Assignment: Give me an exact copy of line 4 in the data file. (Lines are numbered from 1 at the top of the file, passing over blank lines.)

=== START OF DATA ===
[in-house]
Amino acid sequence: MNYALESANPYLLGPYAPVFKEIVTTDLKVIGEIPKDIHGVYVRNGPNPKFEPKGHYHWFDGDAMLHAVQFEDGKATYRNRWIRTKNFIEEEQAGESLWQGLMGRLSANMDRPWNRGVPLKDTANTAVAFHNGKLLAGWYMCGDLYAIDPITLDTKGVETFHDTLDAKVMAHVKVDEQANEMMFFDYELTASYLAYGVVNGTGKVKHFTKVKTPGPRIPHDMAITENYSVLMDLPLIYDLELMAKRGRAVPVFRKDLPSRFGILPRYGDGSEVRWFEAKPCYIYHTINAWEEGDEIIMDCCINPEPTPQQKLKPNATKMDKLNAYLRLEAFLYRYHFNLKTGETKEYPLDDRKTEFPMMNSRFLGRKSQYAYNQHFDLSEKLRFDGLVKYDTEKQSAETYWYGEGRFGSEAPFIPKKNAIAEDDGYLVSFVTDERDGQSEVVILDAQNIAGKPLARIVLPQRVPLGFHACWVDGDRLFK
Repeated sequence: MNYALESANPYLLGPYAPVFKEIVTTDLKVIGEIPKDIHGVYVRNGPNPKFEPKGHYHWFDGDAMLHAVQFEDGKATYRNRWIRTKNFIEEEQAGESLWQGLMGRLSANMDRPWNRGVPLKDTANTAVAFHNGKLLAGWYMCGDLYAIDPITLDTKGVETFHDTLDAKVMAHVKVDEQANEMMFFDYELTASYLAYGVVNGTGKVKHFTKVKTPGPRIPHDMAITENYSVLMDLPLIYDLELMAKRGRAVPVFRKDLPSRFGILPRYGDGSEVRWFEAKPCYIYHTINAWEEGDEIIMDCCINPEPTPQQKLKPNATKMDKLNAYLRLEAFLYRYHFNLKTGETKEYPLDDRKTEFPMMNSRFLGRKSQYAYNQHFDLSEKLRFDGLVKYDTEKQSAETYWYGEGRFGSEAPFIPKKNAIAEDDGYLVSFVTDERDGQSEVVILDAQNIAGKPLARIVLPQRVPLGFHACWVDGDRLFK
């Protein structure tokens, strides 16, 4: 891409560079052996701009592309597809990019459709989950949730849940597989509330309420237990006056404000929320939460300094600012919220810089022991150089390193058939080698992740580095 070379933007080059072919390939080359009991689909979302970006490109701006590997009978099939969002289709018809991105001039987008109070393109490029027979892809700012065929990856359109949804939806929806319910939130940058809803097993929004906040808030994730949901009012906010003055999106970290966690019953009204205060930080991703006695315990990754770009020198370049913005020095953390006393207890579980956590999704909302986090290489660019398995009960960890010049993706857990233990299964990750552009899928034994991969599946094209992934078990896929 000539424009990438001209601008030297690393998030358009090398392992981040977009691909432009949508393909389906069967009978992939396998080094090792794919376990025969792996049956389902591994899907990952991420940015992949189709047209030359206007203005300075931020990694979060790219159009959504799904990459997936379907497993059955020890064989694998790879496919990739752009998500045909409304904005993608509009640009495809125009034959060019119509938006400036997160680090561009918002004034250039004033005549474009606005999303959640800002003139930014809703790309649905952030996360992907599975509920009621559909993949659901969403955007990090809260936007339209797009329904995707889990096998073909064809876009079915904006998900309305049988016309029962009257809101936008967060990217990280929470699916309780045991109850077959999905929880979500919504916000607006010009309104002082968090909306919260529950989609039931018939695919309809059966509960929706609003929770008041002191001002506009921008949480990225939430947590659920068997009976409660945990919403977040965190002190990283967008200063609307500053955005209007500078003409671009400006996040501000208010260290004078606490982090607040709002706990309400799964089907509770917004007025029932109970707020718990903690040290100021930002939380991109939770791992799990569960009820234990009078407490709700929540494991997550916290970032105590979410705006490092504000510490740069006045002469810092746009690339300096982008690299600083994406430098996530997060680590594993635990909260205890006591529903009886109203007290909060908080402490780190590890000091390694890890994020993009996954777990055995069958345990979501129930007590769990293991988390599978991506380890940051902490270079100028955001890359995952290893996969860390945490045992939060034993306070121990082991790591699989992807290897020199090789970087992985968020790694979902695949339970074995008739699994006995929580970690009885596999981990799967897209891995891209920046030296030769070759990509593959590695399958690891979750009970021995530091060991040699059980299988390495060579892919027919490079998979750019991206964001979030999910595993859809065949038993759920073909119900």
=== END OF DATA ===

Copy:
């Protein structure tokens, strides 16, 4: 891409560079052996701009592309597809990019459709989950949730849940597989509330309420237990006056404000929320939460300094600012919220810089022991150089390193058939080698992740580095 070379933007080059072919390939080359009991689909979302970006490109701006590997009978099939969002289709018809991105001039987008109070393109490029027979892809700012065929990856359109949804939806929806319910939130940058809803097993929004906040808030994730949901009012906010003055999106970290966690019953009204205060930080991703006695315990990754770009020198370049913005020095953390006393207890579980956590999704909302986090290489660019398995009960960890010049993706857990233990299964990750552009899928034994991969599946094209992934078990896929 000539424009990438001209601008030297690393998030358009090398392992981040977009691909432009949508393909389906069967009978992939396998080094090792794919376990025969792996049956389902591994899907990952991420940015992949189709047209030359206007203005300075931020990694979060790219159009959504799904990459997936379907497993059955020890064989694998790879496919990739752009998500045909409304904005993608509009640009495809125009034959060019119509938006400036997160680090561009918002004034250039004033005549474009606005999303959640800002003139930014809703790309649905952030996360992907599975509920009621559909993949659901969403955007990090809260936007339209797009329904995707889990096998073909064809876009079915904006998900309305049988016309029962009257809101936008967060990217990280929470699916309780045991109850077959999905929880979500919504916000607006010009309104002082968090909306919260529950989609039931018939695919309809059966509960929706609003929770008041002191001002506009921008949480990225939430947590659920068997009976409660945990919403977040965190002190990283967008200063609307500053955005209007500078003409671009400006996040501000208010260290004078606490982090607040709002706990309400799964089907509770917004007025029932109970707020718990903690040290100021930002939380991109939770791992799990569960009820234990009078407490709700929540494991997550916290970032105590979410705006490092504000510490740069006045002469810092746009690339300096982008690299600083994406430098996530997060680590594993635990909260205890006591529903009886109203007290909060908080402490780190590890000091390694890890994020993009996954777990055995069958345990979501129930007590769990293991988390599978991506380890940051902490270079100028955001890359995952290893996969860390945490045992939060034993306070121990082991790591699989992807290897020199090789970087992985968020790694979902695949339970074995008739699994006995929580970690009885596999981990799967897209891995891209920046030296030769070759990509593959590695399958690891979750009970021995530091060991040699059980299988390495060579892919027919490079998979750019991206964001979030999910595993859809065949038993759920073909119900």